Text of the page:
DEA's recent position against a national pharmacy chain and a wholesale distributor expands the proactive monitoring and auditing requirements for pharmacies and wholesale distributors to include site visits and possibly medical necessity reviews.
On February 29, the U.S. District Court for the District of Columbia lifted a temporary restraining order preventing the enforcement of an Immediate Suspension Order (ISO) issued by the U.S. Drug Enforcement Administration (DEA). The ISO suspending Cardinal Health Inc.'s (Cardinal's) controlled substance distribution license for its Lakeland, Florida, facility can now be enforced. In issuing its decision, the court agreed with DEA's assertion that drug distributors have an affirmative obligation to monitor for and investigate evidence of diversion. The decision has implications for both distributors and pharmacies, as DEA's position expands the proactive monitoring and auditing requirements for pharmacies and wholesale distributors to include site visits and possibly medical necessity reviews.
DEA investigated Cardinal's Lakeland, Florida, facility and two pharmacies run by a major national pharmacy chain as part of its ongoing efforts to combat Florida's prescription drug abuse epidemic. On February 2 and 3, DEA served an ISO to Cardinal, alleging that the distributor failed to implement controls to monitor for and detect diversion. For instance, the DEA investigation found that Cardinal shipped 50 times as much oxycodone to its four top pharmacies in Florida as it did to its other retail customers.
DEA also served ISOs to two locations of a national retail pharmacy chain due to alleged failures in monitoring the prescribing and dispensing of controlled substances, stating that both pharmacies filled prescriptions in excess of the legitimate needs of the pharmacies' patients. The DEA found, for example, that while the average pharmacy orders 69,000 units of oxycodone per year, the two pharmacies in Florida collectively ordered substantially more units of oxycodone. Therefore, DEA alleged that the pharmacies "knew, or should [have] known," that a large number of the prescriptions for controlled substances that it filled were not issued for a legitimate medical purpose or were issued outside the usual course of professional practice.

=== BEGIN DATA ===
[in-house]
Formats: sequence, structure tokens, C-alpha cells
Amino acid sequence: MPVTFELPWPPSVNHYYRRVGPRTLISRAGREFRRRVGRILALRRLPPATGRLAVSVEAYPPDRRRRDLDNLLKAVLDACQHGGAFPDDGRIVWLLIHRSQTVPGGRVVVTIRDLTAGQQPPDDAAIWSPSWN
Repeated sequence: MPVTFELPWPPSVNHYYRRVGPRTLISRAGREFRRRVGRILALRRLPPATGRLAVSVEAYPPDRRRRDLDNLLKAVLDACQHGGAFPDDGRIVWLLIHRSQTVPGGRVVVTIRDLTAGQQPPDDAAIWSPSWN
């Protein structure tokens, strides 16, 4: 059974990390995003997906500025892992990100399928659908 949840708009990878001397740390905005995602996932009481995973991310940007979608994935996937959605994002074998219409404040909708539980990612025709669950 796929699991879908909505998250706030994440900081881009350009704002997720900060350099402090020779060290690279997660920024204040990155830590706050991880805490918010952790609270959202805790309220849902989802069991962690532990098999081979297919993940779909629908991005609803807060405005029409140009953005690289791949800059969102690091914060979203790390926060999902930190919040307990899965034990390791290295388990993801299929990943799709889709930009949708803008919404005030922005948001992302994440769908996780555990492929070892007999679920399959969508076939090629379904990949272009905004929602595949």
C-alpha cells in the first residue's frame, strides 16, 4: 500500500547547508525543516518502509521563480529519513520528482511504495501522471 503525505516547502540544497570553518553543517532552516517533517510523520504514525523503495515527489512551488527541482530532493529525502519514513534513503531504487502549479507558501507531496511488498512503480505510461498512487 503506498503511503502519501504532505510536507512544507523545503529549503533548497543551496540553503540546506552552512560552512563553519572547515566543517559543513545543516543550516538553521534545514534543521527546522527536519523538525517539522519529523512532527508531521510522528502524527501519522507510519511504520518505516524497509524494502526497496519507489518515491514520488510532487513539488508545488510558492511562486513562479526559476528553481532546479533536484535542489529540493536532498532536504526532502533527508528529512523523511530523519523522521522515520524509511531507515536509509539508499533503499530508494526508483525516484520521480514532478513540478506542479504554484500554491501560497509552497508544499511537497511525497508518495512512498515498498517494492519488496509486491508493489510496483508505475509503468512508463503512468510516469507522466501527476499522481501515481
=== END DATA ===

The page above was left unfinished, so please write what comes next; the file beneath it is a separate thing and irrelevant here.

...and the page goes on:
The February 2012 ISO is not the first time Cardinal has received an ISO related to the distribution of controlled substances. In December 2007, DEA issued an ISO to Cardinal's Lakeland, Florida, facility "due to the distribution of hydrocodone to 'rogue' internet pharmacies." The December 2007 ISO resulted in Cardinal paying a $34 million fine and agreeing to an Administrative Memorandum of Agreement (MOA) that required Cardinal to "maintain a compliance program designed to detect and prevent diversion of controlled substance as required under the Controlled Substances Act and applicable DEA regulations."
Implications for Distributors and Pharmacies
If DEA's expressed position in the Cardinal hearings is upheld, pharmacies and wholesale distributors now have an affirmative obligation to monitor for and investigate evidence of diversion, or put their DEA license at risk. DEA has long had a "suspicious orders reporting" program. But now, according to DEA and the court, pharmacies and wholesale distributors that hold DEA registrations are obligated to police themselves and their customers and proactively investigate drug diversion.
According to the U.S. Department of Justice (DOJ), wholesale distributors are DEA's first line of defense and have an obligation to ensure, through site visits, audits, and other proactive efforts, that the controlled substances they distribute are not being abused. During Cardinal's preliminary injunction hearing, DOJ stated, and the court agreed, that wholesale distributors "have an obligation to police themselves."
Pharmacies will also need to monitor patient profiles and controlled substance prescriptions patterns to detect patterns of diversion or abuse. While historically there has been a deference by pharmacists to a physicians' authority to prescribe, under DEA's position pharmacists will be required to be more proactive and use their professional judgment to question the legitimate medical purpose behind a controlled substance prescription. Whether DOJ and DEA will use same policy standards for pharmacies that they highlighted in the Cardinal hearing remains to be seen. While it waits for the hearing, the pharmacy chain has agreed to stop dispensing oxycodone in the two Florida pharmacies and to notify 22 high-prescribing Florida physicians that it will no longer fill their prescriptions for controlled substances. If DOJ and DEA do use the same policy standards, pharmacies may be required to put additional proactive procedures in place for reviewing prescription patterns and patient medical records.
Finally, DEA has made clear that it is not focusing on just independent or small chain pill mill facilities. In DEA's February 6 press release relating to the ISOs, DEA emphasized that its "recent efforts go beyond 'Mom and Pop' businesses." DEA is also focusing on large and small chain distributors, prescribers, and pharmacies that dispense and distribute controlled substances. Therefore, all pharmacies and distributors should have in place compliance procedures and training modules that relate to medical necessity reviews and auditing procedures for controlled substance prescriptions.
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